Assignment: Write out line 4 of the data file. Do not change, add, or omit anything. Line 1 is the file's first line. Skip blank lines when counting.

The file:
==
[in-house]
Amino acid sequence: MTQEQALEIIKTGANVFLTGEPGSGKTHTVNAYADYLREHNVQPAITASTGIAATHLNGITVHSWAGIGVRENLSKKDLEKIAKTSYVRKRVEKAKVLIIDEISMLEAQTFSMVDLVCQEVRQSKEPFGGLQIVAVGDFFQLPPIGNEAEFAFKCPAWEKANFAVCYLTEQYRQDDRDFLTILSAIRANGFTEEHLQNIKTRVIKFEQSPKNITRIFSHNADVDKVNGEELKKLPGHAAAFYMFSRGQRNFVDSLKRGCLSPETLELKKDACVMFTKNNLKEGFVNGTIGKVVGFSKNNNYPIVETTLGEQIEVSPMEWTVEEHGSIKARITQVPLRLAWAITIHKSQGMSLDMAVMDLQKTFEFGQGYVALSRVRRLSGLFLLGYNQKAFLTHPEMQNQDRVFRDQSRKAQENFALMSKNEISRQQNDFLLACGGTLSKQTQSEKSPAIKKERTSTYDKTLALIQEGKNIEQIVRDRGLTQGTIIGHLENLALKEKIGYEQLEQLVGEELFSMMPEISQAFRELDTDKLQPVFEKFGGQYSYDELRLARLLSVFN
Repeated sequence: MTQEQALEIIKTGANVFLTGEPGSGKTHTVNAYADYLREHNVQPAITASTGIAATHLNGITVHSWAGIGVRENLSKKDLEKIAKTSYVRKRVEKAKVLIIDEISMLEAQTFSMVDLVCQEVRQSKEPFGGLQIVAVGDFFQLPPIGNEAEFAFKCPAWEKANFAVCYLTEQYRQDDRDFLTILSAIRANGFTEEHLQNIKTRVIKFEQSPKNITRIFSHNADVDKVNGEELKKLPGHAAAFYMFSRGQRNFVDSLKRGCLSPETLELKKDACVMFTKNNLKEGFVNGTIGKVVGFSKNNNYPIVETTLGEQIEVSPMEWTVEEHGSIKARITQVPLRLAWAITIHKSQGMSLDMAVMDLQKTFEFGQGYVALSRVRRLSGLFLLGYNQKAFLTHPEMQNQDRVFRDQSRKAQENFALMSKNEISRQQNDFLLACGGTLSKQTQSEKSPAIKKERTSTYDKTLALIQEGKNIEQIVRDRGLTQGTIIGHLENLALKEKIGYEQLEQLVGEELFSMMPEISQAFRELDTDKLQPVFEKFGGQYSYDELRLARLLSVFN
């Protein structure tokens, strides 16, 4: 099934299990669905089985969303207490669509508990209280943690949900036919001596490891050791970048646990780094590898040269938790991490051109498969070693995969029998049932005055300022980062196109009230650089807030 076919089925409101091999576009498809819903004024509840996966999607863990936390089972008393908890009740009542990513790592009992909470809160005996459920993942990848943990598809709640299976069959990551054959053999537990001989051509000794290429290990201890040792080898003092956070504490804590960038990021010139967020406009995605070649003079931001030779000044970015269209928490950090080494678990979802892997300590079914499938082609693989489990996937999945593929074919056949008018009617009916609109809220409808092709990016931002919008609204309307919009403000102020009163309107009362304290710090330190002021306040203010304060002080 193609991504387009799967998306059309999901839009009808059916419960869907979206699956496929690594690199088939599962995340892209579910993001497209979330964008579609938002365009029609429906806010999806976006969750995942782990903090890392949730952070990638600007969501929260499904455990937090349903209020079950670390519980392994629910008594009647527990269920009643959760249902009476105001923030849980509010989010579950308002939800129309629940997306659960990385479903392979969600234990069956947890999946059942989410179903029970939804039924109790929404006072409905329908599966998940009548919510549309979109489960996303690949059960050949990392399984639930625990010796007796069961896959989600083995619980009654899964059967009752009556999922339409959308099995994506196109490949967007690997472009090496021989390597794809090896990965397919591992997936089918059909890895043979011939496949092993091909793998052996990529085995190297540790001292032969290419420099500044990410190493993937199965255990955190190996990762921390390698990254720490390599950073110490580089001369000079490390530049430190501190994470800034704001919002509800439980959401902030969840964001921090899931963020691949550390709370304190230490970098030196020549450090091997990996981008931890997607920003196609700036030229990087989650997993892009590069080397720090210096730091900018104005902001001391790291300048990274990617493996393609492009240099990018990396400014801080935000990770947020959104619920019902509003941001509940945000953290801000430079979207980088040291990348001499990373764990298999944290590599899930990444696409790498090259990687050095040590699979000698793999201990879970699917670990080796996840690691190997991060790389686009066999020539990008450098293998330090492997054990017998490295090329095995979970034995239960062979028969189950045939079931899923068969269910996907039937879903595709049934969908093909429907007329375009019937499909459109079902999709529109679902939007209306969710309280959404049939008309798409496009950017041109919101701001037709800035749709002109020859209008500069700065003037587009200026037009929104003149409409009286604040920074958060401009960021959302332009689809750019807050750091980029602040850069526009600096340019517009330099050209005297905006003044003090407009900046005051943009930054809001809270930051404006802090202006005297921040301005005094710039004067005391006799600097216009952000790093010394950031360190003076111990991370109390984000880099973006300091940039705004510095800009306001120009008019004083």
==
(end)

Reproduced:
């Protein structure tokens, strides 16, 4: 099934299990669905089985969303207490669509508990209280943690949900036919001596490891050791970048646990780094590898040269938790991490051109498969070693995969029998049932005055300022980062196109009230650089807030 076919089925409101091999576009498809819903004024509840996966999607863990936390089972008393908890009740009542990513790592009992909470809160005996459920993942990848943990598809709640299976069959990551054959053999537990001989051509000794290429290990201890040792080898003092956070504490804590960038990021010139967020406009995605070649003079931001030779000044970015269209928490950090080494678990979802892997300590079914499938082609693989489990996937999945593929074919056949008018009617009916609109809220409808092709990016931002919008609204309307919009403000102020009163309107009362304290710090330190002021306040203010304060002080 193609991504387009799967998306059309999901839009009808059916419960869907979206699956496929690594690199088939599962995340892209579910993001497209979330964008579609938002365009029609429906806010999806976006969750995942782990903090890392949730952070990638600007969501929260499904455990937090349903209020079950670390519980392994629910008594009647527990269920009643959760249902009476105001923030849980509010989010579950308002939800129309629940997306659960990385479903392979969600234990069956947890999946059942989410179903029970939804039924109790929404006072409905329908599966998940009548919510549309979109489960996303690949059960050949990392399984639930625990010796007796069961896959989600083995619980009654899964059967009752009556999922339409959308099995994506196109490949967007690997472009090496021989390597794809090896990965397919591992997936089918059909890895043979011939496949092993091909793998052996990529085995190297540790001292032969290419420099500044990410190493993937199965255990955190190996990762921390390698990254720490390599950073110490580089001369000079490390530049430190501190994470800034704001919002509800439980959401902030969840964001921090899931963020691949550390709370304190230490970098030196020549450090091997990996981008931890997607920003196609700036030229990087989650997993892009590069080397720090210096730091900018104005902001001391790291300048990274990617493996393609492009240099990018990396400014801080935000990770947020959104619920019902509003941001509940945000953290801000430079979207980088040291990348001499990373764990298999944290590599899930990444696409790498090259990687050095040590699979000698793999201990879970699917670990080796996840690691190997991060790389686009066999020539990008450098293998330090492997054990017998490295090329095995979970034995239960062979028969189950045939079931899923068969269910996907039937879903595709049934969908093909429907007329375009019937499909459109079902999709529109679902939007209306969710309280959404049939008309798409496009950017041109919101701001037709800035749709002109020859209008500069700065003037587009200026037009929104003149409409009286604040920074958060401009960021959302332009689809750019807050750091980029602040850069526009600096340019517009330099050209005297905006003044003090407009900046005051943009930054809001809270930051404006802090202006005297921040301005005094710039004067005391006799600097216009952000790093010394950031360190003076111990991370109390984000880099973006300091940039705004510095800009306001120009008019004083």